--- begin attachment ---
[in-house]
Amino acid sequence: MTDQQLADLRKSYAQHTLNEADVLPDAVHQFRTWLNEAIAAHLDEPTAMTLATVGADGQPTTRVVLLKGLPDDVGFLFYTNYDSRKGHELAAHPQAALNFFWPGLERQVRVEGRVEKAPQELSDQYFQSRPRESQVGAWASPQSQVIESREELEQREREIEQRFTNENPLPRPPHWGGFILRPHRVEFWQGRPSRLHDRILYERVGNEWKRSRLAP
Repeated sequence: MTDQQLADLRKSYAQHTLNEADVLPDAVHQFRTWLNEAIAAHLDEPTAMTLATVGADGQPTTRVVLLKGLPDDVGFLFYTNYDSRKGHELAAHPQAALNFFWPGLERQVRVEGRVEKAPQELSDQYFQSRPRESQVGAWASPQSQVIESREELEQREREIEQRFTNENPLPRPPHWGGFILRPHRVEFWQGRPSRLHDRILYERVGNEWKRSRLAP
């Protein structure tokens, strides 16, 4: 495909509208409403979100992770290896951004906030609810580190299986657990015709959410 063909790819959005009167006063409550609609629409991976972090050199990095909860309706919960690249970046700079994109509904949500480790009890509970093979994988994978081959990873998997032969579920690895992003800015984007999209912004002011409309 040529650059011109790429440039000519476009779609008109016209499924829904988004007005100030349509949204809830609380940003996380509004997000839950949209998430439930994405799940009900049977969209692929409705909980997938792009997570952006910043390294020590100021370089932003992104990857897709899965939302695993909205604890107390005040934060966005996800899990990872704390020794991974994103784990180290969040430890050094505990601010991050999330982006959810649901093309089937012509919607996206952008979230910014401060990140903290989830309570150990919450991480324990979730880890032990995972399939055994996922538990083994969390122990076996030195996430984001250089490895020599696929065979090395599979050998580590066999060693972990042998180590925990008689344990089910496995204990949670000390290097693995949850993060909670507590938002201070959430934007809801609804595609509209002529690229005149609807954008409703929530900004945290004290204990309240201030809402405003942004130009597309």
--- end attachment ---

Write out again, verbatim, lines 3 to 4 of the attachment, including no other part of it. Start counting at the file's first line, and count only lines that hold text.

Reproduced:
Repeated sequence: MTDQQLADLRKSYAQHTLNEADVLPDAVHQFRTWLNEAIAAHLDEPTAMTLATVGADGQPTTRVVLLKGLPDDVGFLFYTNYDSRKGHELAAHPQAALNFFWPGLERQVRVEGRVEKAPQELSDQYFQSRPRESQVGAWASPQSQVIESREELEQREREIEQRFTNENPLPRPPHWGGFILRPHRVEFWQGRPSRLHDRILYERVGNEWKRSRLAP
């Protein structure tokens, strides 16, 4: 495909509208409403979100992770290896951004906030609810580190299986657990015709959410 063909790819959005009167006063409550609609629409991976972090050199990095909860309706919960690249970046700079994109509904949500480790009890509970093979994988994978081959990873998997032969579920690895992003800015984007999209912004002011409309 040529650059011109790429440039000519476009779609008109016209499924829904988004007005100030349509949204809830609380940003996380509004997000839950949209998430439930994405799940009900049977969209692929409705909980997938792009997570952006910043390294020590100021370089932003992104990857897709899965939302695993909205604890107390005040934060966005996800899990990872704390020794991974994103784990180290969040430890050094505990601010991050999330982006959810649901093309089937012509919607996206952008979230910014401060990140903290989830309570150990919450991480324990979730880890032990995972399939055994996922538990083994969390122990076996030195996430984001250089490895020599696929065979090395599979050998580590066999060693972990042998180590925990008689344990089910496995204990949670000390290097693995949850993060909670507590938002201070959430934007809801609804595609509209002529690229005149609807954008409703929530900004945290004290204990309240201030809402405003942004130009597309």